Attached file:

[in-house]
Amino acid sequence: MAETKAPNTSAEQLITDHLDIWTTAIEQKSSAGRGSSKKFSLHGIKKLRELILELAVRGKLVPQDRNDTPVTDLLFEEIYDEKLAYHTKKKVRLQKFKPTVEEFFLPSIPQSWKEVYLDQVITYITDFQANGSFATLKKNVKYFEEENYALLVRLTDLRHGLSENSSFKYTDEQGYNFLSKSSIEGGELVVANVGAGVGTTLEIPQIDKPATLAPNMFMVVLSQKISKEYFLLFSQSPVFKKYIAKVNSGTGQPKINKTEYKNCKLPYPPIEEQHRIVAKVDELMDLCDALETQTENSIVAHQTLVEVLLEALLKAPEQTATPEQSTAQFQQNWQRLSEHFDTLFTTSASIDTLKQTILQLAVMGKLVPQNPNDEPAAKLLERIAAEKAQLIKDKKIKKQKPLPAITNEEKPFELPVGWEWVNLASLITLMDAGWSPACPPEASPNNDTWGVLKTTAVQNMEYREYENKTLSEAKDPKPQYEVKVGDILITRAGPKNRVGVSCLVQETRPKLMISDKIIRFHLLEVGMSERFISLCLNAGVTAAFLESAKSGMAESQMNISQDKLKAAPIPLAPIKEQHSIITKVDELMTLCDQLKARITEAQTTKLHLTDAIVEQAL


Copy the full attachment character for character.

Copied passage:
[in-house]
Amino acid sequence: MAETKAPNTSAEQLITDHLDIWTTAIEQKSSAGRGSSKKFSLHGIKKLRELILELAVRGKLVPQDRNDTPVTDLLFEEIYDEKLAYHTKKKVRLQKFKPTVEEFFLPSIPQSWKEVYLDQVITYITDFQANGSFATLKKNVKYFEEENYALLVRLTDLRHGLSENSSFKYTDEQGYNFLSKSSIEGGELVVANVGAGVGTTLEIPQIDKPATLAPNMFMVVLSQKISKEYFLLFSQSPVFKKYIAKVNSGTGQPKINKTEYKNCKLPYPPIEEQHRIVAKVDELMDLCDALETQTENSIVAHQTLVEVLLEALLKAPEQTATPEQSTAQFQQNWQRLSEHFDTLFTTSASIDTLKQTILQLAVMGKLVPQNPNDEPAAKLLERIAAEKAQLIKDKKIKKQKPLPAITNEEKPFELPVGWEWVNLASLITLMDAGWSPACPPEASPNNDTWGVLKTTAVQNMEYREYENKTLSEAKDPKPQYEVKVGDILITRAGPKNRVGVSCLVQETRPKLMISDKIIRFHLLEVGMSERFISLCLNAGVTAAFLESAKSGMAESQMNISQDKLKAAPIPLAPIKEQHSIITKVDELMTLCDQLKARITEAQTTKLHLTDAIVEQAL